• Reading Record: It is expected that the parent/carer and child records what they have read and relay any messages between home and school.  This may be followed up with a conversation if required.
  • Theme Celebrations: Each year group will have a theme celebration evening where parents are invited to view their child’s work and talk to them and the teacher about it.  This is a really nice show case of all the hard work over the term topic; this can range from worked laid out in the classroom to full performances and even some food cooked by your child.

5. What support will there be for my child’s overall well-being?

  • Personal Communication Passport: The expectation is that the child is involved in identifying suitable provision as much as possible, with the opportunity through the ‘This is me’ document to state their concerns, strengths and worries.
  • Behaviour Procedure: The school runs a behaviour policy to ensure consistency and equality to all children.  The expectation of the process is to reflect, discuss and support positive change. 
  • Learning Mentor: Our Learning mentor works within the school and is available to spend time with children in both a planned and regular capacity, as well as immediate high need situations to support children and provide opportunity for them to talk.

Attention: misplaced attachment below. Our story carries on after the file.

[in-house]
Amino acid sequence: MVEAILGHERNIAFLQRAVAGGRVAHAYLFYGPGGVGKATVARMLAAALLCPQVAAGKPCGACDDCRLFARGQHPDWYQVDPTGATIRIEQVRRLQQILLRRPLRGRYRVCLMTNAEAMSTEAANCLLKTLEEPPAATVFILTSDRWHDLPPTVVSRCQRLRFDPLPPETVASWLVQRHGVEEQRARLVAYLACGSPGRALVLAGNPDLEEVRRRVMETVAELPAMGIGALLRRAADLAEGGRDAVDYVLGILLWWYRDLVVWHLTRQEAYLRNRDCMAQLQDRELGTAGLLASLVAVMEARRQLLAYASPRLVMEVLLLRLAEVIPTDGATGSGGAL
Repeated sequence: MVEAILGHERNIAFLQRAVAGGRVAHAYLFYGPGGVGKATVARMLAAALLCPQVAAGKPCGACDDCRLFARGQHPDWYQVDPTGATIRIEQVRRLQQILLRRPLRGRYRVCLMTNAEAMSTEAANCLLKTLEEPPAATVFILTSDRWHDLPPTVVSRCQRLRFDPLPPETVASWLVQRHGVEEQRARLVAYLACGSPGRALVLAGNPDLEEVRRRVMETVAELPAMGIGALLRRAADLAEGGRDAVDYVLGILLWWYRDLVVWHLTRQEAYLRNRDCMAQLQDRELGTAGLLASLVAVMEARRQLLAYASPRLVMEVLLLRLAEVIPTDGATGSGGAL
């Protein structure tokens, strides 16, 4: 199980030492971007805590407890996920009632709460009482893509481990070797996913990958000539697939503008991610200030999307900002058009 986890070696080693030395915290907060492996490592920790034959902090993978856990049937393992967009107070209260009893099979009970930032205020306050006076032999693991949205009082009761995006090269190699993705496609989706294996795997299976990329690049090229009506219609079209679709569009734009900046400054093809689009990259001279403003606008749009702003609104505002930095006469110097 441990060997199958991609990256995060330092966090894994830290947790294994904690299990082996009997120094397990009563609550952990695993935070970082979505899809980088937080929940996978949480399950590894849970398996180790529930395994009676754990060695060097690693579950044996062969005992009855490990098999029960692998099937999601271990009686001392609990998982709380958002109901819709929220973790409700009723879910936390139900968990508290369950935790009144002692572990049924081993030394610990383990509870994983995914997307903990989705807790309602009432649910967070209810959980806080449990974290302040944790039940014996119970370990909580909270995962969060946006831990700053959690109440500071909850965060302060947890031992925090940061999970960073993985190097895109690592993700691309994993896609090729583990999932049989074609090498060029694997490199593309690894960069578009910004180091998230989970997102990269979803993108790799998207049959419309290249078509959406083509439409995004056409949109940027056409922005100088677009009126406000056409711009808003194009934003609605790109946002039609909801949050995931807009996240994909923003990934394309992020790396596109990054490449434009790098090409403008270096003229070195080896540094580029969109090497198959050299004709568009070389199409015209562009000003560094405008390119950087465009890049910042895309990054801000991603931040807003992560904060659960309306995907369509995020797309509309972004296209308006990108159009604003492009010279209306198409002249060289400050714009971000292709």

• First Aid Trained: We have at least two Teaching Assistants trained up to administer first aid across the year groups.
  • Medicines: We adhere to West Sussex County Council guidelines for safe storage and administering medication.  Parents are responsible for the completion of consent forms to ensure the school have permission to administer prescribed medication.  All children that need prescribed medication administered on site must have an up to date Health Care Plan completed by their parent/carer.
  • School Nurse: We have access to the local school nurse service (not on site) for referrals for support, advice and assessments.
  • Specialist Training:  We consider the specialist needs of each pupil independently to ensure their needs are met and can access the curriculum fully to include school trips and physical education.

6. What specialist services and expertise are available at or accessed by the school?

  • Learning Mentor:  Working on site, the learning mentor’s role includes delivering social and emotional interventions with children, as well as family support.
  • School Nurse:  Accessed via referral for support and guidance and are available for advice.